.comment-link {margin-left:.6em;}

Friday, October 31, 2003

Sod's law

Rather typically, I start up this Blog and ramble on at length for three months or more, only to go away and miss the most bloggable event so far. Yes, the Tories finally "assasinated" their leader and without bothering to consult the membership who elected him either. This is because, when it comes to the crunch, the Tories can happily discard the democratic process in pursuit of their own perceived self-interest. In place of IDS we are now apparently being offered a reconstructed Michael Howard, who it seems is going to be crowned without a vote, rather like they used to do it under Macmillan and Alec Douglas Hume. The mechanism by which the Tories secured their vote of no confidence was tortuous to say the least. That is why I pronounced in an earlier post that I had tired of the whole process. It seemed like it took an age for the necessary 25 Tory MPs to summon up the courage to write those letters demanding a vote. Personally, I was very taken by a comment posted by Clive Soley MP on his new Blog. He wrote, "There was a rather cruel comment by one Tory MP who said he didn't know about 25 signatures to start an election but it only took three signatures to Section IDS under the Mental Health Act! There is no mercy in politics especially on your own side!"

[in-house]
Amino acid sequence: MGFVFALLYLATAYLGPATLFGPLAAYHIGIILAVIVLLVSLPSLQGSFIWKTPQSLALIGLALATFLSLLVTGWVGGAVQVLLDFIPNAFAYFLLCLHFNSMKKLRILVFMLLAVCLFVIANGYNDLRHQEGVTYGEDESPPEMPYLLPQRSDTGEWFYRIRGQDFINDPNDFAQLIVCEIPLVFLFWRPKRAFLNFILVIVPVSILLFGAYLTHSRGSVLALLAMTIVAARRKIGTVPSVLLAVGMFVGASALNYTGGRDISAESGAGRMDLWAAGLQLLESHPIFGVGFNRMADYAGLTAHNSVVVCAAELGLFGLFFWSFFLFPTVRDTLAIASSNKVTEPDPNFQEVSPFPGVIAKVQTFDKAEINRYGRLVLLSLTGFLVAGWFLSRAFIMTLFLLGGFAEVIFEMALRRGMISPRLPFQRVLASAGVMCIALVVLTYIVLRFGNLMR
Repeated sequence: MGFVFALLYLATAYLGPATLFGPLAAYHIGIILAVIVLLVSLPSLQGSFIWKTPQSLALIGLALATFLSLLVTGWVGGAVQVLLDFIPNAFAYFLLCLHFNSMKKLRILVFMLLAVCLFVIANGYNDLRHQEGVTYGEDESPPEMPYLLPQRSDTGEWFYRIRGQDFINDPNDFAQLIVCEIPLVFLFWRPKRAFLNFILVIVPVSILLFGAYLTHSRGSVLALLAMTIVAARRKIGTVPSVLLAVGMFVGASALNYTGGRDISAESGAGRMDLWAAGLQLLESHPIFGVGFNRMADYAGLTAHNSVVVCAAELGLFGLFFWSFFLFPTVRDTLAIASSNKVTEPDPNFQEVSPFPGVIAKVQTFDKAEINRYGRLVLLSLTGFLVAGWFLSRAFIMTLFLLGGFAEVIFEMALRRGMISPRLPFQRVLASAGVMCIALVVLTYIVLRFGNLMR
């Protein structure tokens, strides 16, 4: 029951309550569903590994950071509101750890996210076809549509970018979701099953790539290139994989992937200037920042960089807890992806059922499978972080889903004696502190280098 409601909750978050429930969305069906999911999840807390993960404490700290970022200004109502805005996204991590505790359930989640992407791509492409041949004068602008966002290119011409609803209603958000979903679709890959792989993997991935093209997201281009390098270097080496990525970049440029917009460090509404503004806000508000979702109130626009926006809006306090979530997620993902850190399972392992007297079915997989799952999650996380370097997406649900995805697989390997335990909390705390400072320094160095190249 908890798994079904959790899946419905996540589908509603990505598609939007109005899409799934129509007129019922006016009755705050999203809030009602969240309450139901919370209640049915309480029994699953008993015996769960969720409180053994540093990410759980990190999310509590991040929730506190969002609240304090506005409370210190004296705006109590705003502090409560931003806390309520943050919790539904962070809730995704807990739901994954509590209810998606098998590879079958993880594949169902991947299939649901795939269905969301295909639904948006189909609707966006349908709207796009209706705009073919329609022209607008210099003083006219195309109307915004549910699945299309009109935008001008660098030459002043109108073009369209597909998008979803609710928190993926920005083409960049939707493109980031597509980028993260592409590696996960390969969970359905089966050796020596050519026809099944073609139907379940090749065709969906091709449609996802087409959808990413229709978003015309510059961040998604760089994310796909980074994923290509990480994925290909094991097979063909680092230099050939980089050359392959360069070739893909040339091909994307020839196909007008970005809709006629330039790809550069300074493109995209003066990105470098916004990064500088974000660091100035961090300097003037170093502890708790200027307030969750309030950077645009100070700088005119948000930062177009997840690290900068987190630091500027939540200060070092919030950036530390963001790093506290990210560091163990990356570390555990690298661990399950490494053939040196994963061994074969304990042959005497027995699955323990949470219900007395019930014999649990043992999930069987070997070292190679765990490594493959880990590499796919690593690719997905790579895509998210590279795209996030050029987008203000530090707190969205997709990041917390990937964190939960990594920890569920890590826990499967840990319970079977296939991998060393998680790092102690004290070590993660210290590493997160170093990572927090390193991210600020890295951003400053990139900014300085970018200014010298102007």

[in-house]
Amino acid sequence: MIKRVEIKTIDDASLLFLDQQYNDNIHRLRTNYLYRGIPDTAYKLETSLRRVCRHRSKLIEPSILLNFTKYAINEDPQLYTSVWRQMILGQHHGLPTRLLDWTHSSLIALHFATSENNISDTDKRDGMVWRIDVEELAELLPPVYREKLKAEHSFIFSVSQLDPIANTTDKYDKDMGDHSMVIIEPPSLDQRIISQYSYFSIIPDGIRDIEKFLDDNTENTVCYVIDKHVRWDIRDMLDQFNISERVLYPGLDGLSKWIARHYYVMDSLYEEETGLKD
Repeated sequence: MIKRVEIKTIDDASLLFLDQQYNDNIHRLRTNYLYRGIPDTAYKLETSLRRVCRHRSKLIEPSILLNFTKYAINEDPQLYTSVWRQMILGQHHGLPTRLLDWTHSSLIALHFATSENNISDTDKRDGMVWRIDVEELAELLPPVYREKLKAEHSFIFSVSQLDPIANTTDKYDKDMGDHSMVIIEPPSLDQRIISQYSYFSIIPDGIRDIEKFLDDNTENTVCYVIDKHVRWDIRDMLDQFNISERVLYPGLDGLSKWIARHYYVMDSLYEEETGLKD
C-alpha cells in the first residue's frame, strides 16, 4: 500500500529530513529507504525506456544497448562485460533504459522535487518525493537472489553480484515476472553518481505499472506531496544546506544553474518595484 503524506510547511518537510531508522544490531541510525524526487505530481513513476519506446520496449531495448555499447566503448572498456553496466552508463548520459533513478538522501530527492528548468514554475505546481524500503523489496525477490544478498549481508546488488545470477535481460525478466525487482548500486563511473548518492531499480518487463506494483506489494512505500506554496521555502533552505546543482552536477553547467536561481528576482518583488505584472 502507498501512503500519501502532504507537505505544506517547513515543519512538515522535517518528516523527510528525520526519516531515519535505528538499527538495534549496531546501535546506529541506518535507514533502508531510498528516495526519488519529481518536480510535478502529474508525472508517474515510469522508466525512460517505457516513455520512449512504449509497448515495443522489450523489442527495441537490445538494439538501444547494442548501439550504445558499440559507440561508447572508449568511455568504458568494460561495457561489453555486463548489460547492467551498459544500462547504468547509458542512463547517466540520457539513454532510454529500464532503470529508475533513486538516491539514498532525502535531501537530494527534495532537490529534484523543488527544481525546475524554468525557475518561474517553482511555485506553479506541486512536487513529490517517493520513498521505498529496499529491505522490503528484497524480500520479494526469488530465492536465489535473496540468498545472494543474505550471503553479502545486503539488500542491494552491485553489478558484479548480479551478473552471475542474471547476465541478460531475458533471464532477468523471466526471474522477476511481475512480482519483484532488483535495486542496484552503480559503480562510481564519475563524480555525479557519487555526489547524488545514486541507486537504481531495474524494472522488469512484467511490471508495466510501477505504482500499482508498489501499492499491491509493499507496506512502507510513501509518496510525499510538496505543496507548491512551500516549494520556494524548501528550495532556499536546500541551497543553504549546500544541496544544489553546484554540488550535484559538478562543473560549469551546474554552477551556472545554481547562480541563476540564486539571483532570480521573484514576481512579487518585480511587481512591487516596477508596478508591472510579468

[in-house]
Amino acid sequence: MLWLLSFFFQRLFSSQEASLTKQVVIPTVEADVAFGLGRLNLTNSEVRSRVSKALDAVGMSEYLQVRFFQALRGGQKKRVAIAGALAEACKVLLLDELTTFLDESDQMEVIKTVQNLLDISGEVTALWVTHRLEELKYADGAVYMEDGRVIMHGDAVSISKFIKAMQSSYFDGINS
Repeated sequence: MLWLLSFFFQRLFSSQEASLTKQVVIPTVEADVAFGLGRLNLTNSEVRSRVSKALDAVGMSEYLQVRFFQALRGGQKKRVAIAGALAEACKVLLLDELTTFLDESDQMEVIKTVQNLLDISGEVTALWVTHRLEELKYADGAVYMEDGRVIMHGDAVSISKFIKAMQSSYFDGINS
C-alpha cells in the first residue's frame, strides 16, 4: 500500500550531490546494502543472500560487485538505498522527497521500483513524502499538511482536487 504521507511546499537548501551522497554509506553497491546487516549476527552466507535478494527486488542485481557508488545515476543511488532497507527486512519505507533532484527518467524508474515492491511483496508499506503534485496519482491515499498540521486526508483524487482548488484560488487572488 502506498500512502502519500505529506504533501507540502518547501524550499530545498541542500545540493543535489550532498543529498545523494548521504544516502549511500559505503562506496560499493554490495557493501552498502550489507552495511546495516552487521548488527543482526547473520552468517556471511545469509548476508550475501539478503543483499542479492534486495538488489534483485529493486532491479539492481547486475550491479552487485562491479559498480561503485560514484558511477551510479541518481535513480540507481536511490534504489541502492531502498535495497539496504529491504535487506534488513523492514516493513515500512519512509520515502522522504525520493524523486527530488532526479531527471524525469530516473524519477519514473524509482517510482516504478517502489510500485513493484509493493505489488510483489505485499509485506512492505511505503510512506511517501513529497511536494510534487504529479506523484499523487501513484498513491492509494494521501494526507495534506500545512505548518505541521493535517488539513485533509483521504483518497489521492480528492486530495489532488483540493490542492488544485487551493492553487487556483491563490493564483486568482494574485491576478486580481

So if we are to get Michael Howard then it must be open season on his record as Home Secretary and of course, that comment by Ann Widdicombe that he had "something of the night about him." Numerous comments have already been posted on Blogs and elsewhere as well as thousands of words of newsprint. I was particularly taken by Polly Toynbee's article in this morning's Guardian. Under the headline "The night is drawing in" she stated about Howard that "Right from his 1983 maiden speech advocating the restoration of the death penalty, he has courted cheap popularity. It was not being rightwing that worried people like Ann Widdicombe: it was his willingness to dabble in almost any unsavoury policy that looked like a winner. Europhobic, homophobic (he introduced Clause 28 and voted against gay adoptions), anti-abortion (he voted for the Alton Bill to restrict it), he called for General Pinochet's release. As for wise policy-making, he was a key minister responsible for the poll tax." It send shivers down my back.

Comments: Post a Comment

<< Home

This page is powered by Blogger. Isn't yours?